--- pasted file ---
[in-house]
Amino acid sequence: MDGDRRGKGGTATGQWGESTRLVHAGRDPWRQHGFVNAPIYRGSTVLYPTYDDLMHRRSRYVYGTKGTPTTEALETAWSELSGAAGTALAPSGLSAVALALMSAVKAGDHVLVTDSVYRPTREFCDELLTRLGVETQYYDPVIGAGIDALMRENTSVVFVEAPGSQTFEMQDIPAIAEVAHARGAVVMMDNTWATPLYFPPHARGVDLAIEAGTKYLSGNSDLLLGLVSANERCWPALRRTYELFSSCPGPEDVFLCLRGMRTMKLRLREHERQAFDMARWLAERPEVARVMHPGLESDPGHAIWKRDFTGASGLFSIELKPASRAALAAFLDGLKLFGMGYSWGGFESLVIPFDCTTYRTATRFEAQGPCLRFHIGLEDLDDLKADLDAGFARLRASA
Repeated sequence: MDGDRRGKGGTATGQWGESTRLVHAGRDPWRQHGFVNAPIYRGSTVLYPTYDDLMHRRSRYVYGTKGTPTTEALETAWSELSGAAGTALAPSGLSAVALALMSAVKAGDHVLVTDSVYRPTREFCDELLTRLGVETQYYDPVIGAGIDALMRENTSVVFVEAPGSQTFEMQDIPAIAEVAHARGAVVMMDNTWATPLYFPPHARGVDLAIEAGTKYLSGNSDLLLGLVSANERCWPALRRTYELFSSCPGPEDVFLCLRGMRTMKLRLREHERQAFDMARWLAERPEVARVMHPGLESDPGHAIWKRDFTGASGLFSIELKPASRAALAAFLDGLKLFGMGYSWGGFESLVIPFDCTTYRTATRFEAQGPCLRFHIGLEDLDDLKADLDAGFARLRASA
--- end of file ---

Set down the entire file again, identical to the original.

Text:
[in-house]
Amino acid sequence: MDGDRRGKGGTATGQWGESTRLVHAGRDPWRQHGFVNAPIYRGSTVLYPTYDDLMHRRSRYVYGTKGTPTTEALETAWSELSGAAGTALAPSGLSAVALALMSAVKAGDHVLVTDSVYRPTREFCDELLTRLGVETQYYDPVIGAGIDALMRENTSVVFVEAPGSQTFEMQDIPAIAEVAHARGAVVMMDNTWATPLYFPPHARGVDLAIEAGTKYLSGNSDLLLGLVSANERCWPALRRTYELFSSCPGPEDVFLCLRGMRTMKLRLREHERQAFDMARWLAERPEVARVMHPGLESDPGHAIWKRDFTGASGLFSIELKPASRAALAAFLDGLKLFGMGYSWGGFESLVIPFDCTTYRTATRFEAQGPCLRFHIGLEDLDDLKADLDAGFARLRASA
Repeated sequence: MDGDRRGKGGTATGQWGESTRLVHAGRDPWRQHGFVNAPIYRGSTVLYPTYDDLMHRRSRYVYGTKGTPTTEALETAWSELSGAAGTALAPSGLSAVALALMSAVKAGDHVLVTDSVYRPTREFCDELLTRLGVETQYYDPVIGAGIDALMRENTSVVFVEAPGSQTFEMQDIPAIAEVAHARGAVVMMDNTWATPLYFPPHARGVDLAIEAGTKYLSGNSDLLLGLVSANERCWPALRRTYELFSSCPGPEDVFLCLRGMRTMKLRLREHERQAFDMARWLAERPEVARVMHPGLESDPGHAIWKRDFTGASGLFSIELKPASRAALAAFLDGLKLFGMGYSWGGFESLVIPFDCTTYRTATRFEAQGPCLRFHIGLEDLDDLKADLDAGFARLRASA